How Will the Supreme Court Make a Difference in Health Reform?
After months of court rulings around the country, President Barack Obama and dozens of state officials have managed to move the debate over the constitutionality of health care reform to the U.S. Supreme Court. Exactly what would a decision from the court mean in this health reform debate? How could the justices impact the future of health care?
History of Legal Challenges for Health Reform Law
The Patient Protection and Affordable Care Act, also known as the health care reform law, has been the focus of a number of debates since it was signed into law by President Barack Obama in March, 2010. Before the ink dried on the legislation, 14 states had already filed lawsuits against the law, calling it unconstitutional because it required individuals to purchase health insurance coverage or face penalties.
The number of states filing suit quickly rose to 26 when lawmakers also voiced their disapproval of the law, some stating that reform as a whole should be repealed. By the end of 2010, the constitutionality of the law was being questioned by states through voting procedures as well as the court system.
Here are some standout moments to date in regards to those challenging the health reform law:
- March 2010: Shortly after Obama signed reform into law, 14 states filed suit stating that its mandate was unconstitutional.
- May 2010: Missouri was the first state to push for the right to refuse the mandate within health care reform. The following year, 21 additional states would support Missouri’s challenge.
- October 2010: U.S. District Court Judge Roger Vinson, who presided over the Northern District of Florida, granted states the right to contest whether the health coverage mandate was constitutional.
- January 2011: Shortly after returning from their holiday break, the House of Representatives passed a procedural vote that would allow lawmakers to possibly repeal health reform law. The vote never made it out of the House, however, because the majority of Senate lawmakers didn’t approve.
- January 2011: Also in January 2011, Judge Vinson struck down the entire health care reform law, stating that the Commerce Clause does not give Congress the authority to regulate “inactivity.” His ruling, however, did not strike down implementation of the law.
- June 2011: On June 29, a three-judge panel of the Court of Appeals for the Sixth Circuit in Cincinnati ruled 2-to-1 in favor of the federal law’s requirement to purchase coverage.
- August 2011: The 11th Circuit U.S. Court of Appeals in Atlanta ruled that the mandate in the health reform law was unconstitutional. However, it found the law as a whole should stand.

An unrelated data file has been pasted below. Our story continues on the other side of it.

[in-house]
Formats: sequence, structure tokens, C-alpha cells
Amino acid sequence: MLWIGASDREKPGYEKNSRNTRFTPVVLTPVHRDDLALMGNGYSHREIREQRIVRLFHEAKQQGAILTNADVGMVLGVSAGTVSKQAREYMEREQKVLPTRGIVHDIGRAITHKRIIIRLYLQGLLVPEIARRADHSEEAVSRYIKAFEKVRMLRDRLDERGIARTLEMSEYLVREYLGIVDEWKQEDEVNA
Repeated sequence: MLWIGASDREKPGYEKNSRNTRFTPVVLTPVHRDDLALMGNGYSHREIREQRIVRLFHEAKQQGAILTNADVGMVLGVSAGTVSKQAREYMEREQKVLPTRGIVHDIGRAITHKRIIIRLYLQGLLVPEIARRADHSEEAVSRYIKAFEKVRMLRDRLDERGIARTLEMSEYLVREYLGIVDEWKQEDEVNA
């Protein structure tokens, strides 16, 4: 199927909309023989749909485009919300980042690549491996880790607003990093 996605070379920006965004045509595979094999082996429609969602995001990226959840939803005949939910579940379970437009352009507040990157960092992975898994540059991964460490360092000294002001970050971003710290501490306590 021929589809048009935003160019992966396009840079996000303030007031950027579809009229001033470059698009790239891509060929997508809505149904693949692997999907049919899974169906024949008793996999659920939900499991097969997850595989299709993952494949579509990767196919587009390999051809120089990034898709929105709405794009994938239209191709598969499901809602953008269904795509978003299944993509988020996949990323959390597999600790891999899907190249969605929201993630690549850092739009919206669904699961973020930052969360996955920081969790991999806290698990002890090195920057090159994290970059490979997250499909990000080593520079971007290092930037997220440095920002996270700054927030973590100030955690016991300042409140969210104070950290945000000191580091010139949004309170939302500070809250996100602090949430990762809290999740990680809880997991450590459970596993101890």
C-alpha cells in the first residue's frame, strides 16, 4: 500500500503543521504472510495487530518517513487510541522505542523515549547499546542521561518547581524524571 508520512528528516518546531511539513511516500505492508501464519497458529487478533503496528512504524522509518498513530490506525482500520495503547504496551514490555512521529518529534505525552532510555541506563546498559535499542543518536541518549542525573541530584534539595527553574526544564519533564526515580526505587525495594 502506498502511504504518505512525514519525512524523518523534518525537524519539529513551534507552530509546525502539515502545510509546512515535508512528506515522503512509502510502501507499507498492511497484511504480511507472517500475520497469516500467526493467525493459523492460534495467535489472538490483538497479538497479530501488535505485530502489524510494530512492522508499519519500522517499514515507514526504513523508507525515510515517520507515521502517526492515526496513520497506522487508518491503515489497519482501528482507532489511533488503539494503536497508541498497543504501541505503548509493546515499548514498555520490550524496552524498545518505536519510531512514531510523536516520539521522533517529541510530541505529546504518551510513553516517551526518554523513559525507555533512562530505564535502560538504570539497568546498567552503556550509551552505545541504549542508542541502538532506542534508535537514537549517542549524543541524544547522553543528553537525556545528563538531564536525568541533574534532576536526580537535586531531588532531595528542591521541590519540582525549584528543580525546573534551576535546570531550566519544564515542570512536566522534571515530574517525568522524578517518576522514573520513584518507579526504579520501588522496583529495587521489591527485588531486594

- September 2011: By May 2011, 31 lawsuits had been filed challenging the reform law. That month, the first case had reached an appeals court. The federal appeals court in Richmond, Virginia eventually saw several cases, one of which it ruled in Sept. 2011 in favor of health reform.
- November 2011: A panel of the U.S. Court of Appeals for the District of Columbia dismissed a Christian legal group’s lawsuit claiming that the mandate violated religious freedom, which served as a victory for health reform opponents.
Prior to the November trial, the Obama administration and opponents of the law from various states pushed to have their debates heard in what would be known as the health reform Supreme Court showdown of the decade.
Supreme Court and Its Impact on Health Care
Now that a number of lower-level courts have weighed in on the matter, the debates have moved to the Supreme Court. In the week ending October 21, 2011, supporters and opponents of health care reform rushed filings into the high court in hopes of encouraging justices to add the debate to their agenda.
On November 14, the Supreme Court justices announced they will hear the suits filed by 26 states and by the National Federation of Independent Business challenging the law’s individual mandate.
After reviewing key issues in the fall forum session, justices are set to hear oral arguments on the constitutional challenges in the spring. They plan to have an answer to the debates by next summer when the court finishes up its annual term.
The Supreme Court, however, will only be looking at the mandate, not determining the validity of the law as a whole. This means that even after a judgment is determined, the remainder of the law will still stand.
It seems many lawmakers and even court officials believe the law may not be perfect, but has its strong points. One of the noted benefits of health reform is the increased number of young adults covered by health insurance thanks to a portion that allows children to remain on their parents’ policies until the age of 26.
Also, some think the expansion in eligibility requirements for Medicaid will allow more individuals to qualify for coverage. Not to mention that health insurance exchanges are expected to make coverage more affordable for individuals not able to purchase insurance through their employers.
There are still several months ahead before the Supreme Court actually hears the law’s debates. So Americans will have to wait to find out whether they will be required to purchase health insurance by the health reform 2014 deadline.